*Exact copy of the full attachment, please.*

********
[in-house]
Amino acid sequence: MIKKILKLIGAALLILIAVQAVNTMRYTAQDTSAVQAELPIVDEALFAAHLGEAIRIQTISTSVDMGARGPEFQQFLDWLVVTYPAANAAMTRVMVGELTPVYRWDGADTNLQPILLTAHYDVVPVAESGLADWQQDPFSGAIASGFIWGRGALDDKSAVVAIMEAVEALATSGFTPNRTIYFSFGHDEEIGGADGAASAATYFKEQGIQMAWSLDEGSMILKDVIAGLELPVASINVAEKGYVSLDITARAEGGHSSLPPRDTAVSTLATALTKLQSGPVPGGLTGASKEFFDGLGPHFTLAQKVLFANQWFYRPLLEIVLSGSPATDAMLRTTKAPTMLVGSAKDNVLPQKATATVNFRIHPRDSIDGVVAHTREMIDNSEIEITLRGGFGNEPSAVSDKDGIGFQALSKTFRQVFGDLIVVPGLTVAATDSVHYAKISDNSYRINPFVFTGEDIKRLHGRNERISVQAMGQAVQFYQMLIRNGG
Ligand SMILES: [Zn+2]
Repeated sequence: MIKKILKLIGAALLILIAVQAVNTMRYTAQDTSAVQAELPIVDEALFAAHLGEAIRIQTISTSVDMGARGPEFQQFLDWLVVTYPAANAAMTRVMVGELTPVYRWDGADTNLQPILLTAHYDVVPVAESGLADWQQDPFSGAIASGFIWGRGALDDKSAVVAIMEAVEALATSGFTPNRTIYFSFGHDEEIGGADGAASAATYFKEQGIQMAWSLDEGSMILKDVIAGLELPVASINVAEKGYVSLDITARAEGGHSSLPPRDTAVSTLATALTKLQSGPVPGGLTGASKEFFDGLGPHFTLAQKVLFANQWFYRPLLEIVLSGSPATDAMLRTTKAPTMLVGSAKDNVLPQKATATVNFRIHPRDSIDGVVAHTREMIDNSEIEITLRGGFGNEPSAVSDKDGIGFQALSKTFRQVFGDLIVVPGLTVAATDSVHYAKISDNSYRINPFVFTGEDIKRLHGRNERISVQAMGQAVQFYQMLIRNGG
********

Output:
[in-house]
Amino acid sequence: MIKKILKLIGAALLILIAVQAVNTMRYTAQDTSAVQAELPIVDEALFAAHLGEAIRIQTISTSVDMGARGPEFQQFLDWLVVTYPAANAAMTRVMVGELTPVYRWDGADTNLQPILLTAHYDVVPVAESGLADWQQDPFSGAIASGFIWGRGALDDKSAVVAIMEAVEALATSGFTPNRTIYFSFGHDEEIGGADGAASAATYFKEQGIQMAWSLDEGSMILKDVIAGLELPVASINVAEKGYVSLDITARAEGGHSSLPPRDTAVSTLATALTKLQSGPVPGGLTGASKEFFDGLGPHFTLAQKVLFANQWFYRPLLEIVLSGSPATDAMLRTTKAPTMLVGSAKDNVLPQKATATVNFRIHPRDSIDGVVAHTREMIDNSEIEITLRGGFGNEPSAVSDKDGIGFQALSKTFRQVFGDLIVVPGLTVAATDSVHYAKISDNSYRINPFVFTGEDIKRLHGRNERISVQAMGQAVQFYQMLIRNGG
Ligand SMILES: [Zn+2]
Repeated sequence: MIKKILKLIGAALLILIAVQAVNTMRYTAQDTSAVQAELPIVDEALFAAHLGEAIRIQTISTSVDMGARGPEFQQFLDWLVVTYPAANAAMTRVMVGELTPVYRWDGADTNLQPILLTAHYDVVPVAESGLADWQQDPFSGAIASGFIWGRGALDDKSAVVAIMEAVEALATSGFTPNRTIYFSFGHDEEIGGADGAASAATYFKEQGIQMAWSLDEGSMILKDVIAGLELPVASINVAEKGYVSLDITARAEGGHSSLPPRDTAVSTLATALTKLQSGPVPGGLTGASKEFFDGLGPHFTLAQKVLFANQWFYRPLLEIVLSGSPATDAMLRTTKAPTMLVGSAKDNVLPQKATATVNFRIHPRDSIDGVVAHTREMIDNSEIEITLRGGFGNEPSAVSDKDGIGFQALSKTFRQVFGDLIVVPGLTVAATDSVHYAKISDNSYRINPFVFTGEDIKRLHGRNERISVQAMGQAVQFYQMLIRNGG